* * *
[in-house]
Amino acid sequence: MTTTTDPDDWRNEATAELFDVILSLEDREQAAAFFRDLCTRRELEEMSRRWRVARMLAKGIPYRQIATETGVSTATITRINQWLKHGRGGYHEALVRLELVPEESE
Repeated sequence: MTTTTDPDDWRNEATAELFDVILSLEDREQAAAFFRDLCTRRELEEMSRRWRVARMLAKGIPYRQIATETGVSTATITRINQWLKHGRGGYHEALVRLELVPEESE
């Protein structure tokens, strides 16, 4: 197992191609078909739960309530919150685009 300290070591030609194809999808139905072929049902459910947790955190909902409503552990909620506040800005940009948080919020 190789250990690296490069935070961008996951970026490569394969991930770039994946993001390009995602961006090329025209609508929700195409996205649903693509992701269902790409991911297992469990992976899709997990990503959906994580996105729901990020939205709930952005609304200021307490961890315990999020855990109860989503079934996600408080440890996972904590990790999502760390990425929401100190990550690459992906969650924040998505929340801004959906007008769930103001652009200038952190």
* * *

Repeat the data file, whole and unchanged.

[in-house]
Amino acid sequence: MTTTTDPDDWRNEATAELFDVILSLEDREQAAAFFRDLCTRRELEEMSRRWRVARMLAKGIPYRQIATETGVSTATITRINQWLKHGRGGYHEALVRLELVPEESE
Repeated sequence: MTTTTDPDDWRNEATAELFDVILSLEDREQAAAFFRDLCTRRELEEMSRRWRVARMLAKGIPYRQIATETGVSTATITRINQWLKHGRGGYHEALVRLELVPEESE
């Protein structure tokens, strides 16, 4: 197992191609078909739960309530919150685009 300290070591030609194809999808139905072929049902459910947790955190909902409503552990909620506040800005940009948080919020 190789250990690296490069935070961008996951970026490569394969991930770039994946993001390009995602961006090329025209609508929700195409996205649903693509992701269902790409991911297992469990992976899709997990990503959906994580996105729901990020939205709930952005609304200021307490961890315990999020855990109860989503079934996600408080440890996972904590990790999502760390990425929401100190990550690459992906969650924040998505929340801004959906007008769930103001652009200038952190």